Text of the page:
Munch Edvard, The Scream, 1893, Tempra and Pastels on cardboard. 2’ 11”x 2’ 5”, National Gallery, Oslo.
Edvard Munch painted “The Scream”, (1893) which exemplifies his life’s work. Munch had a miserable childhood, and issues with alcohol and his treatment of life images reflected his style. “The Scream” represents a departure from visual reality, and influence of impressionist style.
“The Scream evokes a visceral, emotional response from the viewer because of the painter’s dramatic presentation.” (711 Gardners)
Viewers worldwide and educational resources credit Edvard Munch with access, and visibility.
The original title of this work was “Dispair”.
Pine Lake is the selected Built Environment. Evard Munch, “The Scream” is particularly relevant to the psychological state minorities, and low-income individuals endure. The “Scream” represents the person collects the mail and the electric bill five-times what you expected… The water was turned off, and it takes three days to re-establish service. The lack of produce in the community market… It makes you want to “Scream”.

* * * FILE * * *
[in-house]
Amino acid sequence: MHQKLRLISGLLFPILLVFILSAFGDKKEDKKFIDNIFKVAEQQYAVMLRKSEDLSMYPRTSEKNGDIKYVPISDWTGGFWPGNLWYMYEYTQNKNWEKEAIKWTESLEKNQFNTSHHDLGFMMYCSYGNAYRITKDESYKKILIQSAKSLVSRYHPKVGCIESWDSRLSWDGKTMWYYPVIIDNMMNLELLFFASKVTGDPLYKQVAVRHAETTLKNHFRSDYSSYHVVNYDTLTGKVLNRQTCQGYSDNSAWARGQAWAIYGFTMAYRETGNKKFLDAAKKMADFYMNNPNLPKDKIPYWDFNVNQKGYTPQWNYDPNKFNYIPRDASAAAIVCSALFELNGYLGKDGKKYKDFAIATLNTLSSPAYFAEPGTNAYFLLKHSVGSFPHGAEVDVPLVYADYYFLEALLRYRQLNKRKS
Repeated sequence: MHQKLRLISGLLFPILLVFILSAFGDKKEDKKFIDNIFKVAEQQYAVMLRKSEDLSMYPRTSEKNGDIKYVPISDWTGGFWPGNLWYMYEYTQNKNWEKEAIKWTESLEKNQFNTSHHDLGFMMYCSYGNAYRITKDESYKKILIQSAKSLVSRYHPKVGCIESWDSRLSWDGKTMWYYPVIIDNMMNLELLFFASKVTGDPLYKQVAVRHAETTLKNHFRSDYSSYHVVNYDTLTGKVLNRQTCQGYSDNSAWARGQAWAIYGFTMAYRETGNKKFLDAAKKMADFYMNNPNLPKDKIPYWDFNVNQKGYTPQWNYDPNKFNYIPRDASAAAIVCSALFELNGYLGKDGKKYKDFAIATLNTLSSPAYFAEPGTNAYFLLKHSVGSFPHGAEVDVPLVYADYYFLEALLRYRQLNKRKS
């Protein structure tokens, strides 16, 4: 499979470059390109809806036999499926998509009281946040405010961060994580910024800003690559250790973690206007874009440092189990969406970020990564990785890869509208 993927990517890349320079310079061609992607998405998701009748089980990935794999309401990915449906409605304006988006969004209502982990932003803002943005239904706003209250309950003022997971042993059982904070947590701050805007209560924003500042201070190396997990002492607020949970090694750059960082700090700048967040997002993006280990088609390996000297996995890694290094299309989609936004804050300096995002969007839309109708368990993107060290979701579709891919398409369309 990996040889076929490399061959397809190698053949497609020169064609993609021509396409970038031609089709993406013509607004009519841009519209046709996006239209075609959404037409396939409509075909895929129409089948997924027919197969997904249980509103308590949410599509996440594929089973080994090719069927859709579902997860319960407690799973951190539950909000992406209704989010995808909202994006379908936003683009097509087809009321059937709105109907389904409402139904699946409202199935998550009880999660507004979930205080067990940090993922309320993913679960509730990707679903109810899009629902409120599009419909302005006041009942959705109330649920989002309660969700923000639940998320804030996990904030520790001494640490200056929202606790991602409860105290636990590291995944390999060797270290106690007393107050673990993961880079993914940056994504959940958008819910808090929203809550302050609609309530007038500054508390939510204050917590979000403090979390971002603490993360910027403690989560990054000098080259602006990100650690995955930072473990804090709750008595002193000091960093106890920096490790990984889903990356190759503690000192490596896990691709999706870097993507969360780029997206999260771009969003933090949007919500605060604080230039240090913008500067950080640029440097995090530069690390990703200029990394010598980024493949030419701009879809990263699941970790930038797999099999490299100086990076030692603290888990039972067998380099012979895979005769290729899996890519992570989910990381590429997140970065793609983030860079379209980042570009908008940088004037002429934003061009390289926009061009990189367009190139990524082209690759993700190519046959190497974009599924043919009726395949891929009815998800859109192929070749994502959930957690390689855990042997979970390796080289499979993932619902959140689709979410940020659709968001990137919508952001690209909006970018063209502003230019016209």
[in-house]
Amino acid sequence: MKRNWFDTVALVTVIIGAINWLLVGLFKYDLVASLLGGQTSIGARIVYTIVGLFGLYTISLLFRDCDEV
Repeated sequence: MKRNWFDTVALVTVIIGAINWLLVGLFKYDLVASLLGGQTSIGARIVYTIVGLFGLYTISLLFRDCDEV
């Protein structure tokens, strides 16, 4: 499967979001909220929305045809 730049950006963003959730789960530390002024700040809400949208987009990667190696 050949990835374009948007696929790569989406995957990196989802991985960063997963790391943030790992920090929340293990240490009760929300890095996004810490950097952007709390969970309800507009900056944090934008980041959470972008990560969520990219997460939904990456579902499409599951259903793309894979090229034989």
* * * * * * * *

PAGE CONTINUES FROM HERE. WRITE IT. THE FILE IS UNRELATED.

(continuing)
Low-income communities by-products in smaller quantities and thereby travel to the market often. The volume of products generate volumes of packaging, garbage. The planned garbage removal service struggles to move the excess volumes. A scream is a release to express anguish and volatile dispair. Alcohol or drugs are options for ith no financial gain, but this has been an avenue for many minorities and low-income people.
Evard Munch, “The Scream” exemplifies the life of dispair and poverty in Atlanta. There is another current group who recognizes the strife in life, living in the community. Grand Master Flash – The Message
Grand Master Flash, “The Message” is a relevant song about life in a built environment. Their lyrics are rich with sounds and movements describing the happenings of communities in Atlanta. The song “The Message” made in 1990 but is still the way things are.
Kleiner Fred, “Gardner’s Art Through The Ages: The Western Perspective, Fifteenth Edition, Volume II”, Clark Baxter 711 (2010). Print.